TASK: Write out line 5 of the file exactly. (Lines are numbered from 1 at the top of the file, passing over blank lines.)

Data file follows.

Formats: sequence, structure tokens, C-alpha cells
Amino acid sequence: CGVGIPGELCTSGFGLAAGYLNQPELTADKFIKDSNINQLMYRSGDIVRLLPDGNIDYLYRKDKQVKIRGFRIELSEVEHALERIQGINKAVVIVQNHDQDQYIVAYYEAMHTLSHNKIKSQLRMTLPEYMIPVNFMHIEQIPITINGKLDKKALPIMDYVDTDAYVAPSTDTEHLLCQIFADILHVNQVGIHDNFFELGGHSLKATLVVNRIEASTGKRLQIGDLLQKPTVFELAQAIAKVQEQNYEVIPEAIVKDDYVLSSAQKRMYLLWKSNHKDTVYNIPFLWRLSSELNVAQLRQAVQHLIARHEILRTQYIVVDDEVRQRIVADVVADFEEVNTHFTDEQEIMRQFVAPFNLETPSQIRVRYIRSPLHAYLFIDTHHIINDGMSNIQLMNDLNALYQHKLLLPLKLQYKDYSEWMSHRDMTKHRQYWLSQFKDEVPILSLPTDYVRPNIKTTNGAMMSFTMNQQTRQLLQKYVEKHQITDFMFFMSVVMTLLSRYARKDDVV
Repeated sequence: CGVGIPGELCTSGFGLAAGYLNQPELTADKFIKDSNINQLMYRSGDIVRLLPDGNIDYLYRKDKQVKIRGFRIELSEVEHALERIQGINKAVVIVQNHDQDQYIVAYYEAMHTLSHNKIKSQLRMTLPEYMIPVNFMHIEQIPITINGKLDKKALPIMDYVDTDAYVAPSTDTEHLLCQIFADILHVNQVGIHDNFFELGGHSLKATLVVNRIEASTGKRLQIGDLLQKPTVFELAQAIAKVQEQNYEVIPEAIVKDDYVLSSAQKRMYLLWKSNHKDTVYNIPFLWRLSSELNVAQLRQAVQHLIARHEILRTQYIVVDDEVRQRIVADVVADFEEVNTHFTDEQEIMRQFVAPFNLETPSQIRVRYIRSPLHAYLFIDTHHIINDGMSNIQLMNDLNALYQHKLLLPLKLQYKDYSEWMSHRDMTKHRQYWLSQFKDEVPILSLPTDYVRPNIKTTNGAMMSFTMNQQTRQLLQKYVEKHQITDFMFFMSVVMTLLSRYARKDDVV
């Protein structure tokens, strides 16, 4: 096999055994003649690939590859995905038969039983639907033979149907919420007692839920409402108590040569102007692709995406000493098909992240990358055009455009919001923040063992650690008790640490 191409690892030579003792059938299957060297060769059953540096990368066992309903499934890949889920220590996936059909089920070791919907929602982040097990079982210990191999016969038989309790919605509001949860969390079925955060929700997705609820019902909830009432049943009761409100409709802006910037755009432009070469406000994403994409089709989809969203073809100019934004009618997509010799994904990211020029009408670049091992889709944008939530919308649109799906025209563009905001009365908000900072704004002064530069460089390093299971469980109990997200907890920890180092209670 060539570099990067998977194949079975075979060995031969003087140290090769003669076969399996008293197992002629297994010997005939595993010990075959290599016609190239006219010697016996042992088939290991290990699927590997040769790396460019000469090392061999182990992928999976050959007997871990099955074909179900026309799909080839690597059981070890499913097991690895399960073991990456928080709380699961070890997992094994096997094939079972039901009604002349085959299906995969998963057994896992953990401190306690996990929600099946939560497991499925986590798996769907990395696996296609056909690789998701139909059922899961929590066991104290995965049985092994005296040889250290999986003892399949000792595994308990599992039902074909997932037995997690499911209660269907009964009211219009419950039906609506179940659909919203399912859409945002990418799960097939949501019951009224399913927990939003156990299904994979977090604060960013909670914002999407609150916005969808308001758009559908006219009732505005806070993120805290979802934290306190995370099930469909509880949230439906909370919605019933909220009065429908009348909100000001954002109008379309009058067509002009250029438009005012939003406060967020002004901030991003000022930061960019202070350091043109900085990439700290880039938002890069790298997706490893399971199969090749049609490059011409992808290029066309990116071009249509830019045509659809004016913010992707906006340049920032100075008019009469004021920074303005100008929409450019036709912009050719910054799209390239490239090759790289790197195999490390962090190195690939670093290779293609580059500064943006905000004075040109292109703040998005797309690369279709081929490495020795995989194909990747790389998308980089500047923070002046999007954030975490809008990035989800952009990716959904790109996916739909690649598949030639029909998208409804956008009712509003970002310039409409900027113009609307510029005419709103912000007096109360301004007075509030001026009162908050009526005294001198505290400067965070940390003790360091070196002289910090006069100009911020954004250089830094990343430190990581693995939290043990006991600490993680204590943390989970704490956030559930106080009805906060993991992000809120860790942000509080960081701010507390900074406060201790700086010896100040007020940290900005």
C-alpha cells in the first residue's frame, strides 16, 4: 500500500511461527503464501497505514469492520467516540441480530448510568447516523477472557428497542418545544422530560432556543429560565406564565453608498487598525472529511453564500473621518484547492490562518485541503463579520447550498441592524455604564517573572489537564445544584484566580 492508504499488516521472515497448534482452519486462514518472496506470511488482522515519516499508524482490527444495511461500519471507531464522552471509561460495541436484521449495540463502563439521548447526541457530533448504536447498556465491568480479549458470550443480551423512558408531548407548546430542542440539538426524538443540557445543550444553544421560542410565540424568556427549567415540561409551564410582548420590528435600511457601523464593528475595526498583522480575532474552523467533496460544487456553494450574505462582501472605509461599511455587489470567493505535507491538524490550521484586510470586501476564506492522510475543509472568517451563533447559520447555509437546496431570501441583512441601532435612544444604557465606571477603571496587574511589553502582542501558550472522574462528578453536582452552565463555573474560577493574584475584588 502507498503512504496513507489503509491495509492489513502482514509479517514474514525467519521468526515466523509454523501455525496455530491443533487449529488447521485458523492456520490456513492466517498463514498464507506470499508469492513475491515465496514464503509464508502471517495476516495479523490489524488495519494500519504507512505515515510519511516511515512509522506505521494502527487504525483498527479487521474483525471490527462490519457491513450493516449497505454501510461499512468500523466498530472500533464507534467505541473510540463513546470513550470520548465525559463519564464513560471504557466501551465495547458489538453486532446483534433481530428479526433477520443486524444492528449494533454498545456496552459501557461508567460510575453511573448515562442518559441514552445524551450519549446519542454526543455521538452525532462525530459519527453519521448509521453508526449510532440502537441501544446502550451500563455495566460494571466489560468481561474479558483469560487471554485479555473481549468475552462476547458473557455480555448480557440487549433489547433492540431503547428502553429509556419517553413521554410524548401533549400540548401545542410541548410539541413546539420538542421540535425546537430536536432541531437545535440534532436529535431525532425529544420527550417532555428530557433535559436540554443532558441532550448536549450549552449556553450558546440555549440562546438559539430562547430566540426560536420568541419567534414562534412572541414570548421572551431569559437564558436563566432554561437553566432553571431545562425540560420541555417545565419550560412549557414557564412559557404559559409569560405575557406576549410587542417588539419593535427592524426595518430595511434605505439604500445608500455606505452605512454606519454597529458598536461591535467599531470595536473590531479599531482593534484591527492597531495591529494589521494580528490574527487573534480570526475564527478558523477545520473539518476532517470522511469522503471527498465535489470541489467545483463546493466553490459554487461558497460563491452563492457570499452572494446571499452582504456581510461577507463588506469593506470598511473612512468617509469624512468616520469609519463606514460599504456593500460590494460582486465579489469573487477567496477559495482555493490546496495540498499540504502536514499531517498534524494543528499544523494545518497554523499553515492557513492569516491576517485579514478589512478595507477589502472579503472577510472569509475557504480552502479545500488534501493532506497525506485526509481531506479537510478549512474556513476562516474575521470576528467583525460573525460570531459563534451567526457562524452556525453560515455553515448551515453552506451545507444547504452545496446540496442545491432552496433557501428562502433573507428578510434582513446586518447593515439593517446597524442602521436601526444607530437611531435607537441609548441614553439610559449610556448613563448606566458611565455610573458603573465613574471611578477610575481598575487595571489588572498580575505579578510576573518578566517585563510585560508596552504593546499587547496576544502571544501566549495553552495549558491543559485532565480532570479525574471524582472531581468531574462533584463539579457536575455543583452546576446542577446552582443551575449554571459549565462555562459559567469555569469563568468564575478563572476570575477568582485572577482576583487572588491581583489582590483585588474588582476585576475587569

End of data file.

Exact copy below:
C-alpha cells in the first residue's frame, strides 16, 4: 500500500511461527503464501497505514469492520467516540441480530448510568447516523477472557428497542418545544422530560432556543429560565406564565453608498487598525472529511453564500473621518484547492490562518485541503463579520447550498441592524455604564517573572489537564445544584484566580 492508504499488516521472515497448534482452519486462514518472496506470511488482522515519516499508524482490527444495511461500519471507531464522552471509561460495541436484521449495540463502563439521548447526541457530533448504536447498556465491568480479549458470550443480551423512558408531548407548546430542542440539538426524538443540557445543550444553544421560542410565540424568556427549567415540561409551564410582548420590528435600511457601523464593528475595526498583522480575532474552523467533496460544487456553494450574505462582501472605509461599511455587489470567493505535507491538524490550521484586510470586501476564506492522510475543509472568517451563533447559520447555509437546496431570501441583512441601532435612544444604557465606571477603571496587574511589553502582542501558550472522574462528578453536582452552565463555573474560577493574584475584588 502507498503512504496513507489503509491495509492489513502482514509479517514474514525467519521468526515466523509454523501455525496455530491443533487449529488447521485458523492456520490456513492466517498463514498464507506470499508469492513475491515465496514464503509464508502471517495476516495479523490489524488495519494500519504507512505515515510519511516511515512509522506505521494502527487504525483498527479487521474483525471490527462490519457491513450493516449497505454501510461499512468500523466498530472500533464507534467505541473510540463513546470513550470520548465525559463519564464513560471504557466501551465495547458489538453486532446483534433481530428479526433477520443486524444492528449494533454498545456496552459501557461508567460510575453511573448515562442518559441514552445524551450519549446519542454526543455521538452525532462525530459519527453519521448509521453508526449510532440502537441501544446502550451500563455495566460494571466489560468481561474479558483469560487471554485479555473481549468475552462476547458473557455480555448480557440487549433489547433492540431503547428502553429509556419517553413521554410524548401533549400540548401545542410541548410539541413546539420538542421540535425546537430536536432541531437545535440534532436529535431525532425529544420527550417532555428530557433535559436540554443532558441532550448536549450549552449556553450558546440555549440562546438559539430562547430566540426560536420568541419567534414562534412572541414570548421572551431569559437564558436563566432554561437553566432553571431545562425540560420541555417545565419550560412549557414557564412559557404559559409569560405575557406576549410587542417588539419593535427592524426595518430595511434605505439604500445608500455606505452605512454606519454597529458598536461591535467599531470595536473590531479599531482593534484591527492597531495591529494589521494580528490574527487573534480570526475564527478558523477545520473539518476532517470522511469522503471527498465535489470541489467545483463546493466553490459554487461558497460563491452563492457570499452572494446571499452582504456581510461577507463588506469593506470598511473612512468617509469624512468616520469609519463606514460599504456593500460590494460582486465579489469573487477567496477559495482555493490546496495540498499540504502536514499531517498534524494543528499544523494545518497554523499553515492557513492569516491576517485579514478589512478595507477589502472579503472577510472569509475557504480552502479545500488534501493532506497525506485526509481531506479537510478549512474556513476562516474575521470576528467583525460573525460570531459563534451567526457562524452556525453560515455553515448551515453552506451545507444547504452545496446540496442545491432552496433557501428562502433573507428578510434582513446586518447593515439593517446597524442602521436601526444607530437611531435607537441609548441614553439610559449610556448613563448606566458611565455610573458603573465613574471611578477610575481598575487595571489588572498580575505579578510576573518578566517585563510585560508596552504593546499587547496576544502571544501566549495553552495549558491543559485532565480532570479525574471524582472531581468531574462533584463539579457536575455543583452546576446542577446552582443551575449554571459549565462555562459559567469555569469563568468564575478563572476570575477568582485572577482576583487572588491581583489582590483585588474588582476585576475587569